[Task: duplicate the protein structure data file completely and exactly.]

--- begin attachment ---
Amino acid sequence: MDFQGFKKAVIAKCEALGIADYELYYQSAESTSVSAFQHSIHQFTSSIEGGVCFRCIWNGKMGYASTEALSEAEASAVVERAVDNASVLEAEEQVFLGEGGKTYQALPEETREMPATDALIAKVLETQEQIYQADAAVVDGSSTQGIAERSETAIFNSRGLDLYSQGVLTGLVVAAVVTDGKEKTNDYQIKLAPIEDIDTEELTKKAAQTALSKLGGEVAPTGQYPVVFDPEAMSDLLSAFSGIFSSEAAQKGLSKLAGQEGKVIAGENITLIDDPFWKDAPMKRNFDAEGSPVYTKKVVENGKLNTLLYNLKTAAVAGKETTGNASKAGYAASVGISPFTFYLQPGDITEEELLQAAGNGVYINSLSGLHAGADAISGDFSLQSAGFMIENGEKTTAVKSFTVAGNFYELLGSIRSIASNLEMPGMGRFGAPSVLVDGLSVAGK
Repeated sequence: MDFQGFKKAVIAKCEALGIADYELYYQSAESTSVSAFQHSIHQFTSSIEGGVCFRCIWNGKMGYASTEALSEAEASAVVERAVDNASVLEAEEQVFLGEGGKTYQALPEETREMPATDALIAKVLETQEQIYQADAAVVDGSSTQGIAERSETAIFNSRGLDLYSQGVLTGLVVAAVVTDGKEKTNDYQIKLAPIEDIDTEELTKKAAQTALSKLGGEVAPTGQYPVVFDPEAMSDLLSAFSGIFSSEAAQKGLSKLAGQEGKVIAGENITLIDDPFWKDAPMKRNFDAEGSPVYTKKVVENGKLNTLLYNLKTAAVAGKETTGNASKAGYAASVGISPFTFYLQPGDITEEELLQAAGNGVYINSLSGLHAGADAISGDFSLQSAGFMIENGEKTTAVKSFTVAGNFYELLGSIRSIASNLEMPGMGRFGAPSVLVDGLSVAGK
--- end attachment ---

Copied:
Amino acid sequence: MDFQGFKKAVIAKCEALGIADYELYYQSAESTSVSAFQHSIHQFTSSIEGGVCFRCIWNGKMGYASTEALSEAEASAVVERAVDNASVLEAEEQVFLGEGGKTYQALPEETREMPATDALIAKVLETQEQIYQADAAVVDGSSTQGIAERSETAIFNSRGLDLYSQGVLTGLVVAAVVTDGKEKTNDYQIKLAPIEDIDTEELTKKAAQTALSKLGGEVAPTGQYPVVFDPEAMSDLLSAFSGIFSSEAAQKGLSKLAGQEGKVIAGENITLIDDPFWKDAPMKRNFDAEGSPVYTKKVVENGKLNTLLYNLKTAAVAGKETTGNASKAGYAASVGISPFTFYLQPGDITEEELLQAAGNGVYINSLSGLHAGADAISGDFSLQSAGFMIENGEKTTAVKSFTVAGNFYELLGSIRSIASNLEMPGMGRFGAPSVLVDGLSVAGK
Repeated sequence: MDFQGFKKAVIAKCEALGIADYELYYQSAESTSVSAFQHSIHQFTSSIEGGVCFRCIWNGKMGYASTEALSEAEASAVVERAVDNASVLEAEEQVFLGEGGKTYQALPEETREMPATDALIAKVLETQEQIYQADAAVVDGSSTQGIAERSETAIFNSRGLDLYSQGVLTGLVVAAVVTDGKEKTNDYQIKLAPIEDIDTEELTKKAAQTALSKLGGEVAPTGQYPVVFDPEAMSDLLSAFSGIFSSEAAQKGLSKLAGQEGKVIAGENITLIDDPFWKDAPMKRNFDAEGSPVYTKKVVENGKLNTLLYNLKTAAVAGKETTGNASKAGYAASVGISPFTFYLQPGDITEEELLQAAGNGVYINSLSGLHAGADAISGDFSLQSAGFMIENGEKTTAVKSFTVAGNFYELLGSIRSIASNLEMPGMGRFGAPSVLVDGLSVAGK